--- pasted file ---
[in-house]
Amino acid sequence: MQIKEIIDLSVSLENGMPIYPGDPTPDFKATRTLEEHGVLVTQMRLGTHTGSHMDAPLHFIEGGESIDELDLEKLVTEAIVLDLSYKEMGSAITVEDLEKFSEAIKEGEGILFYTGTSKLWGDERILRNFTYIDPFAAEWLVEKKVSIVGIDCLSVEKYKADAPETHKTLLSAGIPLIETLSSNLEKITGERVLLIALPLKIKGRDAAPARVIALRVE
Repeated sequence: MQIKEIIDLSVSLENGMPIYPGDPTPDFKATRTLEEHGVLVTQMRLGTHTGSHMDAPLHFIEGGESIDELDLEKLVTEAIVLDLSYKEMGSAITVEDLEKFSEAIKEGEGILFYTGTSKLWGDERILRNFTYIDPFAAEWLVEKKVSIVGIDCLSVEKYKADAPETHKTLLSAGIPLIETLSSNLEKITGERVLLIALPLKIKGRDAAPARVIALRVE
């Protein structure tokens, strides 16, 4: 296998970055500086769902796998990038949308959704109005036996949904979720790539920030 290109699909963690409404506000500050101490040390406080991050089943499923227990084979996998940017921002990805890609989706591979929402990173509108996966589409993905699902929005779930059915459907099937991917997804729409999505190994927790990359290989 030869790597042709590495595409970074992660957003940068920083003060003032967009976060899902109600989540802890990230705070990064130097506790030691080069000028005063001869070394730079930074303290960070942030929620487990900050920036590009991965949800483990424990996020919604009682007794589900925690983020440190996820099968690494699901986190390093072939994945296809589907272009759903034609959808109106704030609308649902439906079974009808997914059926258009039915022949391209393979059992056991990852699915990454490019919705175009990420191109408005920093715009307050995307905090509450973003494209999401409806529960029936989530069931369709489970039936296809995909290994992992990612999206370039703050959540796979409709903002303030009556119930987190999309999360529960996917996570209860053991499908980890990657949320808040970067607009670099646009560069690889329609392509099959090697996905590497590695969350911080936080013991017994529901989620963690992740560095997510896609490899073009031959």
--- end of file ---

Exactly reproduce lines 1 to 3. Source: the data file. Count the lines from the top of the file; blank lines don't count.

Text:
[in-house]
Amino acid sequence: MQIKEIIDLSVSLENGMPIYPGDPTPDFKATRTLEEHGVLVTQMRLGTHTGSHMDAPLHFIEGGESIDELDLEKLVTEAIVLDLSYKEMGSAITVEDLEKFSEAIKEGEGILFYTGTSKLWGDERILRNFTYIDPFAAEWLVEKKVSIVGIDCLSVEKYKADAPETHKTLLSAGIPLIETLSSNLEKITGERVLLIALPLKIKGRDAAPARVIALRVE
Repeated sequence: MQIKEIIDLSVSLENGMPIYPGDPTPDFKATRTLEEHGVLVTQMRLGTHTGSHMDAPLHFIEGGESIDELDLEKLVTEAIVLDLSYKEMGSAITVEDLEKFSEAIKEGEGILFYTGTSKLWGDERILRNFTYIDPFAAEWLVEKKVSIVGIDCLSVEKYKADAPETHKTLLSAGIPLIETLSSNLEKITGERVLLIALPLKIKGRDAAPARVIALRVE